2006/5/3, Hammed M. firstname.lastname@example.org:
I’d like to set up svn to maintain customizations to my base app for
each client. A simple example would be to have a base CSS file and a
custom one for each client. What is the best way to set up svn so I
can ‘co’ the trunc and then ‘co’ customizations for each client on top
of the base code.
I’ve looked into branches but unless I’m misunderstanding their usage,
they wouldn’t work the way I’d like them to.
Well, you have a couple of options here:
- Use customer branches
- Use svn:externals
- Use svk
- Using Engines
You create a branch per customer, and you have a mainline somewhere
(trunk/) on which you do development. On every commit, you have a
script that merges the changes from trunk/ to each of your customer
branches, and runs the tests. If anything fails, that’s the end of
the world and the whole team steps in to correct the issue.
- Customer changes are isolated from each other
- Anything can be changed on a per customer basis
- Heavy weight
- Need lots of scripting-fu (although Ruby makes that pretty easy)
to make it work
Here, you do your development on trunk/, and you have your custom CSS
files sitting in a sub-folder of public/stylesheets. Something like:
During development, you switch public/stylesheets/custom to the
appropriate repository location to work on the CSS. When you are
ready to deploy to a customer, you copy trunk/, remove
public/stylesheets/custom and set svn:externals on public/stylesheets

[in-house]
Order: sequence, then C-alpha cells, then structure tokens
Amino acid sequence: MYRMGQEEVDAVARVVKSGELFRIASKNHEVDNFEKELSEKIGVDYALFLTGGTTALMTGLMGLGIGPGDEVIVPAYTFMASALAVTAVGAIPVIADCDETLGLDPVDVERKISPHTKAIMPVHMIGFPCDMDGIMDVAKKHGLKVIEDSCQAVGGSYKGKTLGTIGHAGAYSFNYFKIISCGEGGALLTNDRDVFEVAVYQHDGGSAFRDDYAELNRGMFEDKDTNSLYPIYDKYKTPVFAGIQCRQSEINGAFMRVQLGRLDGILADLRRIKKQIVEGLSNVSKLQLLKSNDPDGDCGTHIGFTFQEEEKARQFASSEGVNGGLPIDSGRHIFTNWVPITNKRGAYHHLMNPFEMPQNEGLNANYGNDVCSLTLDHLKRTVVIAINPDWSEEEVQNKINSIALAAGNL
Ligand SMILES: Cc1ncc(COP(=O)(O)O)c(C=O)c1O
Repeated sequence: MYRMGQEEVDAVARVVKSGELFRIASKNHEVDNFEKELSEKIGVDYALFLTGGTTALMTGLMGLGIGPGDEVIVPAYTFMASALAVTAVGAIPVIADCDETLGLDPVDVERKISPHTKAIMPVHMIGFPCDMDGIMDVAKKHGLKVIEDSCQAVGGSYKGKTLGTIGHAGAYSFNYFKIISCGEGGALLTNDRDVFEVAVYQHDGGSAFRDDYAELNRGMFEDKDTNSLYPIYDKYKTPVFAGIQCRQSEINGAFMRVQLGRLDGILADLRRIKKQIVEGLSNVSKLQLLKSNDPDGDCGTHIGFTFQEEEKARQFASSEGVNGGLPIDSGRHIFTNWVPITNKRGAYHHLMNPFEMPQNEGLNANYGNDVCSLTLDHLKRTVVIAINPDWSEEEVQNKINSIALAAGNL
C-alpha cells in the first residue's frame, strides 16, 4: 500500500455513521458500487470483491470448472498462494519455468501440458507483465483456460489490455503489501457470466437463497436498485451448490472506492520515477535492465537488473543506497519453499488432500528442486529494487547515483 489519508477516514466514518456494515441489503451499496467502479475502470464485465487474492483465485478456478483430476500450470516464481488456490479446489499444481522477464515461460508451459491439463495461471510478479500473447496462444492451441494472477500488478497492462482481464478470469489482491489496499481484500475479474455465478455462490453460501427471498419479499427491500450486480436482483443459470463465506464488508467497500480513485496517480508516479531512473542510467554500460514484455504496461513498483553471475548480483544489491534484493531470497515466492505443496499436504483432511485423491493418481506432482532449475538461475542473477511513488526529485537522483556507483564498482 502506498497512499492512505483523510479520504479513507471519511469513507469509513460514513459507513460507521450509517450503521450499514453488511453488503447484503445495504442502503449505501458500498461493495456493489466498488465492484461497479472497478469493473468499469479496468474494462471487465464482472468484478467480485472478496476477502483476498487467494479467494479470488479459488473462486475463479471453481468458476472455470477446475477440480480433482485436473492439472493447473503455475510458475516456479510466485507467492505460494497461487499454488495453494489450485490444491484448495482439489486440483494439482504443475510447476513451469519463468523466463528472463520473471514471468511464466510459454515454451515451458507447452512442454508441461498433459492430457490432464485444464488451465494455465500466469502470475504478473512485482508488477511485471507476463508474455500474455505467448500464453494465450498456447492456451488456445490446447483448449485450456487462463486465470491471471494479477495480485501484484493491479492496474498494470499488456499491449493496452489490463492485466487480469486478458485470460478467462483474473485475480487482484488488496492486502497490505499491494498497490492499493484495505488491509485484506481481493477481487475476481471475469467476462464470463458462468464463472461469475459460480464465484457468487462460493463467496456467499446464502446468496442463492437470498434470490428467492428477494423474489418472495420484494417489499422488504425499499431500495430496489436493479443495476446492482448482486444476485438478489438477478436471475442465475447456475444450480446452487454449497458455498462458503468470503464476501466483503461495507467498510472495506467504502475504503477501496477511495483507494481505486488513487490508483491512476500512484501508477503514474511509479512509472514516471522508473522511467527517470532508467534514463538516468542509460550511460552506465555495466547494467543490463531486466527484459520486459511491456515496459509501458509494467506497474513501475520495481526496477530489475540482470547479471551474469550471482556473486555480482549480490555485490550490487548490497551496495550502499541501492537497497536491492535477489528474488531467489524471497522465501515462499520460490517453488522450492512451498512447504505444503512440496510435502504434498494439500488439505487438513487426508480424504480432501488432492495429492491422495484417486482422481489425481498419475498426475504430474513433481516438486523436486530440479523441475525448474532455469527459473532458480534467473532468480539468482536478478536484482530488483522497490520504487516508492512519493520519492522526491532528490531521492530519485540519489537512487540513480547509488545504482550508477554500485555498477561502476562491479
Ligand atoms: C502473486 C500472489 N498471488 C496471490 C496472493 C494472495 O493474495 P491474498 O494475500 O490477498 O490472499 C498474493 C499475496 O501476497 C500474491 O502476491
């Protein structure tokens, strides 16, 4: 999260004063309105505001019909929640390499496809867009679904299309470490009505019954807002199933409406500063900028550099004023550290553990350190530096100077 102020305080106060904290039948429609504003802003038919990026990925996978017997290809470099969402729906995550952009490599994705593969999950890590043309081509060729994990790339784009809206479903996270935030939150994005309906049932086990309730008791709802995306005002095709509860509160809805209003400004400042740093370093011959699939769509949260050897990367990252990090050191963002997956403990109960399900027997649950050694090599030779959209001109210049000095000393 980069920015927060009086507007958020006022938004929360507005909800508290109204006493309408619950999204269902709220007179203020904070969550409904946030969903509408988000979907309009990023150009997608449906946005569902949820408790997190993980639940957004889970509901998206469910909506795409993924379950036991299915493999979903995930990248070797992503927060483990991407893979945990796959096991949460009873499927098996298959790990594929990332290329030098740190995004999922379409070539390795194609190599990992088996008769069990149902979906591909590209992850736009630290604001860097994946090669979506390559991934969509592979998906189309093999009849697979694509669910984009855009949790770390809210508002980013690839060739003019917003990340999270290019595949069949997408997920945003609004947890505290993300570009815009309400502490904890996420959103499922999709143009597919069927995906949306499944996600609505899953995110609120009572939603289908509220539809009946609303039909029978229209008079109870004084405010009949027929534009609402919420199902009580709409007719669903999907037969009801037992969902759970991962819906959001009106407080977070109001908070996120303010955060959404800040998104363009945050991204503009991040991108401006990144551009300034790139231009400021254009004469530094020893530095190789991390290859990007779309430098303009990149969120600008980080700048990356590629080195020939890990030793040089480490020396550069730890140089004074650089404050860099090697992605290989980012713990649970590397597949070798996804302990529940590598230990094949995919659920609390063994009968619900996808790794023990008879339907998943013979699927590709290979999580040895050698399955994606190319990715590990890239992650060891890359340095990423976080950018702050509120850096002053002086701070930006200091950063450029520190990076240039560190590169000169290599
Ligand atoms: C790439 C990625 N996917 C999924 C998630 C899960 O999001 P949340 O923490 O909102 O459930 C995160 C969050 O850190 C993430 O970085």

to “custom -r2912 /stylesheets/37signals”. You check that in, and
upload this branch to the customer’s site.
- Easier to setup
- Faster to work on
- NO merging
- More steps to release code (although this can be automated with
- Creates lots of dead branches in the tree, although they don’t
take much more space since Subversion is copy-light, and can be
removed to keep a
“svk is a decentralized version control system built with the robust
Subversion filesystem. It supports repository mirroring, disconnected
operation, history-sensitive merging, and integrates with other
version control systems, as well as popular visual merge tools.”
Using svk would be very similar to using branches per customer, except
svk would handle the merging details instead of you having to do it
manually or with scripts.
- Merging is VERY much simplified
- Can use svk to manage externals projects (Rails, plugins, etc)
- New tool to learn (although the command line syntax is similar to
Engines allow you to share models, controller, views and resources as
plugins. Simply deliver a copy of your application with the
“customerA” engine. Then in your layout files, use the
engine_stylesheet helper to load the stylesheets.
This is almost identical to svn:externals above, including advantages
There ya go. If I were you, I’d probably start with engines or
externals, and see where that goes. These two options are the ones
that cost the least to setup.
Alternatively, there was a “productization” generator that would allow
you to have multiple very similar web sites all based on the same code
base. It’s probably almost hopelessly out of date now. You’d have to
bring it up to date to use it.
Hope that helps !